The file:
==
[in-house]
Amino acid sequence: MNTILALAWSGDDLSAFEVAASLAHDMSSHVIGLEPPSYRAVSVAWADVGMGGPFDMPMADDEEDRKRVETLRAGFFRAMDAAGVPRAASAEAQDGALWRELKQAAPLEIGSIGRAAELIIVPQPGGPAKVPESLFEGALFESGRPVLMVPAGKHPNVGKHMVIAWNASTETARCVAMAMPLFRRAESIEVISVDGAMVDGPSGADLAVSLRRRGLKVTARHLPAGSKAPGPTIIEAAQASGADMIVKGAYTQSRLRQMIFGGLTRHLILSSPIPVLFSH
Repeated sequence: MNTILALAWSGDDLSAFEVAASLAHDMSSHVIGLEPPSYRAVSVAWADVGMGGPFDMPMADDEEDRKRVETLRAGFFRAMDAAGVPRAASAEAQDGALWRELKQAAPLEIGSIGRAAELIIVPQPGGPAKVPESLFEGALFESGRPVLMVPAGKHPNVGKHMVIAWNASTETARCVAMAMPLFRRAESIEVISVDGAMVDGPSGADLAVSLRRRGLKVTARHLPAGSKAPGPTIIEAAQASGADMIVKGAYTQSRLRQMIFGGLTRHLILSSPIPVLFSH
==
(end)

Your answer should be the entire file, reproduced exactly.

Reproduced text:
[in-house]
Amino acid sequence: MNTILALAWSGDDLSAFEVAASLAHDMSSHVIGLEPPSYRAVSVAWADVGMGGPFDMPMADDEEDRKRVETLRAGFFRAMDAAGVPRAASAEAQDGALWRELKQAAPLEIGSIGRAAELIIVPQPGGPAKVPESLFEGALFESGRPVLMVPAGKHPNVGKHMVIAWNASTETARCVAMAMPLFRRAESIEVISVDGAMVDGPSGADLAVSLRRRGLKVTARHLPAGSKAPGPTIIEAAQASGADMIVKGAYTQSRLRQMIFGGLTRHLILSSPIPVLFSH
Repeated sequence: MNTILALAWSGDDLSAFEVAASLAHDMSSHVIGLEPPSYRAVSVAWADVGMGGPFDMPMADDEEDRKRVETLRAGFFRAMDAAGVPRAASAEAQDGALWRELKQAAPLEIGSIGRAAELIIVPQPGGPAKVPESLFEGALFESGRPVLMVPAGKHPNVGKHMVIAWNASTETARCVAMAMPLFRRAESIEVISVDGAMVDGPSGADLAVSLRRRGLKVTARHLPAGSKAPGPTIIEAAQASGADMIVKGAYTQSRLRQMIFGGLTRHLILSSPIPVLFSH